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Here’s Everything You Need to Know About Human Trafficking in Singapore

Modern-day slavery exists. 

In light of Amnesty International Day on May 28, we bring forward an issue that is often left undiscussed. 

How do we define human trafficking?

According to the United Nation Office of Drugs and Crime (UNODC), human trafficking has three constituent elements; the act (what is done), the means (how it is done), and the purpose (why it is done). Examples include: 

What is Human Trafficking?
Source: www.unodc.org

Human trafficking in Singapore? Really? 

Yes. Human trafficking in Singapore includes cases of labour and sex trafficking, and domestic servitude. Child sex trafficking also happens here.

UNODC points out that “the consent of the trafficked person becomes irrelevant whenever any of the ‘means’ (how it is done) of trafficking is used.” 

What is Singapore doing to prevent human trafficking?

The Singapore inter-agency taskforce on Trafficking in Persons (TIP) was established in 2010 to implement holistic, co-ordinated strategies to combat TIP more effectively.

The taskforce is co-led by the Ministry of Home Affairs (MHA) and the Ministry of Manpower (MOM), and includes representatives from various government agencies. Read more about it here, and the national approach against TIP here

Singapore Inter-Agency Taskforce on Trafficking in Persons

Singapore has also ratified the ASEAN Convention against Trafficking in Persons, Especially Women and Children (ACTIP) in January 2016, which aims to work with regional partners in jointly preventing TIP.

In September 2015, Singapore acceded to the United Nations Protocol to Prevent, Suppress and Punish Trafficking in Persons, Especially Women and Children (UN TIP Protocol), which seeks to prevent and battle TIP, protect and assist trafficked victims, and promote co-operation among states parties.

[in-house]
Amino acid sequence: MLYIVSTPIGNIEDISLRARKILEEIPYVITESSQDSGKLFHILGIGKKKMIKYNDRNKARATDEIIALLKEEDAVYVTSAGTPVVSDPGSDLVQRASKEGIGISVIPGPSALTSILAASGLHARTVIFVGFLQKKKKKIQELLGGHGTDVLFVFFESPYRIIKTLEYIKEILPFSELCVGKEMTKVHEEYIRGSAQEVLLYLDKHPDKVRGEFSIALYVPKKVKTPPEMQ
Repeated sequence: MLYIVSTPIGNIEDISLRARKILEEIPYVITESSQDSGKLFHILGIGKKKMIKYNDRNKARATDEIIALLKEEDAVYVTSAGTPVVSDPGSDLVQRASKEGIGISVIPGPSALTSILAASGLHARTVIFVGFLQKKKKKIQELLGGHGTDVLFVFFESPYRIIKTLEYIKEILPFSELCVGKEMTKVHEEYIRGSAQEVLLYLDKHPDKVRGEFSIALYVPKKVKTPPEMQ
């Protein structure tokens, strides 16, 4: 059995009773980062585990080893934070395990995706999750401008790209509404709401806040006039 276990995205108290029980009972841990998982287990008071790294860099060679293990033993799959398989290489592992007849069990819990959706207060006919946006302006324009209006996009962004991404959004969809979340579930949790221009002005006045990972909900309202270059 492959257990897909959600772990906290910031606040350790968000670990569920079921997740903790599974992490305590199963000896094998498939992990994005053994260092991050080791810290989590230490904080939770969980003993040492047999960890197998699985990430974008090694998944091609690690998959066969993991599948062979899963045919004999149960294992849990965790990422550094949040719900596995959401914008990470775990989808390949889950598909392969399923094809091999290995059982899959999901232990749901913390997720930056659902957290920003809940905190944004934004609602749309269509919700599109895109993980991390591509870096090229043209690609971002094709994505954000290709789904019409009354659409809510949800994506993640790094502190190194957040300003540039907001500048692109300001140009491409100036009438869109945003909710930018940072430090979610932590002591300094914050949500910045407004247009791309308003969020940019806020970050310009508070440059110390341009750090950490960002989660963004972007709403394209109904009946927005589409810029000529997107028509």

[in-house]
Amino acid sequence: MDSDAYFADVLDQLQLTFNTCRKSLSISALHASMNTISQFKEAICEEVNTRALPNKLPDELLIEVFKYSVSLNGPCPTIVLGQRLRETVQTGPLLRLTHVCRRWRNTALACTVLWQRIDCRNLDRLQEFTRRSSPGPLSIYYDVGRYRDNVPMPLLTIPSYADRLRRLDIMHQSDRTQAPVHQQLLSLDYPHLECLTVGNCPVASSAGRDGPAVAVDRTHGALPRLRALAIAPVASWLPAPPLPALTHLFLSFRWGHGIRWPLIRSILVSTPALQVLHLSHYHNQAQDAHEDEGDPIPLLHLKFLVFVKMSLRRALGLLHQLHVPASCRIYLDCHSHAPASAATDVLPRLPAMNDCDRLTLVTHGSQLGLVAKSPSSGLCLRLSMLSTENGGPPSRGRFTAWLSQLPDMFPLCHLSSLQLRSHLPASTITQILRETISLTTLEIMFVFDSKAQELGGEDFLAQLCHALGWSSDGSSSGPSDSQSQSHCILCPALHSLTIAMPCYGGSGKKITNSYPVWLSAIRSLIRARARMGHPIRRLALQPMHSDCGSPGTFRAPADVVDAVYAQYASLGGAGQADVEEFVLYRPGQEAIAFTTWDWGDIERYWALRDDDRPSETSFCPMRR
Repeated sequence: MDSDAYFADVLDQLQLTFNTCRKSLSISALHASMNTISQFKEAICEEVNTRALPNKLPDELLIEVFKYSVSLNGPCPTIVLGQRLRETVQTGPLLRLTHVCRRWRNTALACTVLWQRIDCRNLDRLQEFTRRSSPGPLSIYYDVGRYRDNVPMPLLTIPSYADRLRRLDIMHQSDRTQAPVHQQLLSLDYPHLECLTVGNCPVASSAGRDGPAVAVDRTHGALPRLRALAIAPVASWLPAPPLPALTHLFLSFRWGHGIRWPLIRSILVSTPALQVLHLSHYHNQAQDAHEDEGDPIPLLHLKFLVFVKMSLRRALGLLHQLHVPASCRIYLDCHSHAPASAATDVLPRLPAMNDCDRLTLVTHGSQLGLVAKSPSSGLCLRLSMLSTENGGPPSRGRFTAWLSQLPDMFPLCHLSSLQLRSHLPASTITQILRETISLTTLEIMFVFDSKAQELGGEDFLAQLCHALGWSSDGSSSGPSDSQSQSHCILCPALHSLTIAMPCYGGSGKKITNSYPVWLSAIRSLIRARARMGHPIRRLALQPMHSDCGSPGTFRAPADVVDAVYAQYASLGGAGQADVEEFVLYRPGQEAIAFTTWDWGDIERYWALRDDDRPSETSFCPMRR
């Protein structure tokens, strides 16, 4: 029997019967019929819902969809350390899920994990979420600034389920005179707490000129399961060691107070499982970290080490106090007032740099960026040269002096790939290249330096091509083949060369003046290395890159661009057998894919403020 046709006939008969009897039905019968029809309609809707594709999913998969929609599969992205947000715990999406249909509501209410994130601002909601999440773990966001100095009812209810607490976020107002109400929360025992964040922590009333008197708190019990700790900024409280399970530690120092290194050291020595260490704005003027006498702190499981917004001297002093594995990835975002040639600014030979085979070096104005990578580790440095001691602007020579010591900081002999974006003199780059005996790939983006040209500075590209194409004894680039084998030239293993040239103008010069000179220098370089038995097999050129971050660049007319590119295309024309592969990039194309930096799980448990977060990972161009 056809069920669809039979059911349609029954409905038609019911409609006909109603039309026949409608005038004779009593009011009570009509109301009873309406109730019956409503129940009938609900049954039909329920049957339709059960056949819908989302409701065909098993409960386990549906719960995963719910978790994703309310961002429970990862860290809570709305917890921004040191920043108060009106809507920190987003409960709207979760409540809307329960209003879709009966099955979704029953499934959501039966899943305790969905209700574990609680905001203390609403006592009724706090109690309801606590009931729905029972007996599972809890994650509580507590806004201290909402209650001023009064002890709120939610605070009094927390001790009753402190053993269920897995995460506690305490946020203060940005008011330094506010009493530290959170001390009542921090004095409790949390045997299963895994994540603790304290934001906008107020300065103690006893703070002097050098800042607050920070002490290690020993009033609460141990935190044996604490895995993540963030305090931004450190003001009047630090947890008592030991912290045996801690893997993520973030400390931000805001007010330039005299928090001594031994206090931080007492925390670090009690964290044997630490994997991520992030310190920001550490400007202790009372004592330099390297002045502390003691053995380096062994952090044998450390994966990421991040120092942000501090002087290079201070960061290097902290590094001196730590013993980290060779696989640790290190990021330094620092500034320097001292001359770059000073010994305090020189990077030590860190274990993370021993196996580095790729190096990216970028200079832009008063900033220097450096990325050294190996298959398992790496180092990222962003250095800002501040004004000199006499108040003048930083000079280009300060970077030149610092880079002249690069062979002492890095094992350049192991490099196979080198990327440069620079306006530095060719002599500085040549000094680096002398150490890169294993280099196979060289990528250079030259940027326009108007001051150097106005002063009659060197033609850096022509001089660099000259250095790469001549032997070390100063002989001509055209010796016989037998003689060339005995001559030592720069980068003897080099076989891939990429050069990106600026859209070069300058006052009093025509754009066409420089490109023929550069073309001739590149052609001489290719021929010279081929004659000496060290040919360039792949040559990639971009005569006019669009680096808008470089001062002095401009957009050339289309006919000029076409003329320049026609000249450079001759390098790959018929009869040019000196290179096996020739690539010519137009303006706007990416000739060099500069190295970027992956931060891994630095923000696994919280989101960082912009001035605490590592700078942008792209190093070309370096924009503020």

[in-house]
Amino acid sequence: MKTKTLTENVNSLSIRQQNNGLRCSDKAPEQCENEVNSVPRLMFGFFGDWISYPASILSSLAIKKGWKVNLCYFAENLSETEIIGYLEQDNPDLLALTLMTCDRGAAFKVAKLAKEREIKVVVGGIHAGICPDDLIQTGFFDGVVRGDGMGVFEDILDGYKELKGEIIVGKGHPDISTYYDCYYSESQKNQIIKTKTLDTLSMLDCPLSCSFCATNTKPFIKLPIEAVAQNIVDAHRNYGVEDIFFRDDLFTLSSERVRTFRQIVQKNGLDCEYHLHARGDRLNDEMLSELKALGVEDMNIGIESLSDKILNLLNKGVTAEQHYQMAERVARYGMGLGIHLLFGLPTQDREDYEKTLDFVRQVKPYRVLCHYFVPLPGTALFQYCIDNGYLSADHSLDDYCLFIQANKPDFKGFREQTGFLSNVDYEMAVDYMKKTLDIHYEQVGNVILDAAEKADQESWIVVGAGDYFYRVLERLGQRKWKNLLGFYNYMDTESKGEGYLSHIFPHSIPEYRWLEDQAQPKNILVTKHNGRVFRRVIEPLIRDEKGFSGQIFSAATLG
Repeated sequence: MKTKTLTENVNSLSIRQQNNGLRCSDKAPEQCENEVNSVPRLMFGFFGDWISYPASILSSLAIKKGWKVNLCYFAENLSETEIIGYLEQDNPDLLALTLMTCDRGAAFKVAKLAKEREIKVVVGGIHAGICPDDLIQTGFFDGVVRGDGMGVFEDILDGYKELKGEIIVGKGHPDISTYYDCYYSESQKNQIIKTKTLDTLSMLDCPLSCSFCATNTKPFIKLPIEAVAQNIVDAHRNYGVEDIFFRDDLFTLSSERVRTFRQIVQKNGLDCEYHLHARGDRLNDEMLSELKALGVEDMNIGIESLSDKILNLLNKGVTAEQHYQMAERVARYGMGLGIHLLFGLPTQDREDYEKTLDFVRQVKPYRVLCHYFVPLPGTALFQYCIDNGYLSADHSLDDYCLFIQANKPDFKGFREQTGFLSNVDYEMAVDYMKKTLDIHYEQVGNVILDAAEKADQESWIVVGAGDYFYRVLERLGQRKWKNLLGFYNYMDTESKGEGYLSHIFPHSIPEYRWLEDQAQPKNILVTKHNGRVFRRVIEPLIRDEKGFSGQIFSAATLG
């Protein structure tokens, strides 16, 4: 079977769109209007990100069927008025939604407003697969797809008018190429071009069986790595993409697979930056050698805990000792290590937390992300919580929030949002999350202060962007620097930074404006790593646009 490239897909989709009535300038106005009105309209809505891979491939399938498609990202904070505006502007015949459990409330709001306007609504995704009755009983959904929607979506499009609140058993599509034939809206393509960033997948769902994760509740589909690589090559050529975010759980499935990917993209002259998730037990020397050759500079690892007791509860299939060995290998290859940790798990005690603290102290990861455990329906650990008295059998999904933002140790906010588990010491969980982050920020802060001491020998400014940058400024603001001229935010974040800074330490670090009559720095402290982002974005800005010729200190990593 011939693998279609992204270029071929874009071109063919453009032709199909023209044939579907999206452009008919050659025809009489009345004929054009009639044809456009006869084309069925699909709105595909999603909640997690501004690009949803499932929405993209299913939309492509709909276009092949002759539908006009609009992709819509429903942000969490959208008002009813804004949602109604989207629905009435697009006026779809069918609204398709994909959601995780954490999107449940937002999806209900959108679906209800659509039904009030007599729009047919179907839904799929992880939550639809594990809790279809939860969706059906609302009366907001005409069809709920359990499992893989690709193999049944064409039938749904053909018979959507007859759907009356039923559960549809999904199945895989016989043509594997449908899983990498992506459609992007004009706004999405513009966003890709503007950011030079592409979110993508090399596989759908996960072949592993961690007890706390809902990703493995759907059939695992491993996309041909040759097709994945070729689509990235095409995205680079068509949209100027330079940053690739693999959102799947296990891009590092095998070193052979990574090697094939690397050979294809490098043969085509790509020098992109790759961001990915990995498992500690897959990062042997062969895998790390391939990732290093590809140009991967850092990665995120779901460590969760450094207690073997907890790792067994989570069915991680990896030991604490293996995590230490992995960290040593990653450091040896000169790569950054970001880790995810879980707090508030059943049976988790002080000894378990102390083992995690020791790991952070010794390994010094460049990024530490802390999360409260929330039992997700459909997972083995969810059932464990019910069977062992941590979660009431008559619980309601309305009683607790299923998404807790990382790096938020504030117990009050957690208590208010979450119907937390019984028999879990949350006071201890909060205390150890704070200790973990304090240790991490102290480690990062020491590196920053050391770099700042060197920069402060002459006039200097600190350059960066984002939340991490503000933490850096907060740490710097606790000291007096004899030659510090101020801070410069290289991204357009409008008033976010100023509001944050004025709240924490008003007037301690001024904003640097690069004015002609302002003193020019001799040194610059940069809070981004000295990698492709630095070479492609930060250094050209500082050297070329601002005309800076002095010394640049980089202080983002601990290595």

How is human trafficking viewed in the eyes of the law in Singapore?

The Prevention of Human Trafficking Act (PHTA), which serves to deter cases of TIP and supports the rehabilitation of trafficked victims, took effect from 1 March 2015. 

Under the law, it is an offence for a person to knowingly receive payment in connection with the exploitation of a trafficked victim, and offenders will be dealt with severe penalties.

Law enforcement officers from the Singapore Police Force, Ministry of Manpower, and Ministry of Health are also granted specific powers to investigate TIP-related offences under the PHTA.

The welfare of trafficked victims is also covered under the PHTA and the law also encourages the public to report of trafficking or suspected trafficking activity.

Has the law been effective? 

In May 2016, a man and his wife were the first to be charged for labour trafficking under PHTA. Read more about the case here

However, some non-governmental organisations (NGOs) feel that more can be done to define key concepts outlined in the PHTA as there are still some grey areas in determining whether an individual may be a victim of trafficking. This link gives two examples of such cases in Singapore. 

What can I do to help?

EmancipAsia suggests you should:

  • Find out more about human trafficking by reading on the issue
  • Start a discussion on what you’ve learned among your friends
  • Make a police report if you suspect cases of human trafficking (Read this to recognise the signs)
  • Understand the supply chain of products sold and consumed in Singapore and make informed consumer choices whenever you can
  • Understand the employment conditions of domestic workers and foreign workers help to prevent labour trafficking and domestic servitude in Singapore 
  • Support and donate to platforms that help survivors rebuild their lives
  • Build capabilities in poor communities to help reduce poverty, which is one of the root causes of human trafficking 

How can I learn more about human trafficking issues in Singapore?

Get in touch with these organisations to find out how you can join the fight against human trafficking and modern-day slavery in Singapore and the region. 

By Muneerah Bee, May 2016 

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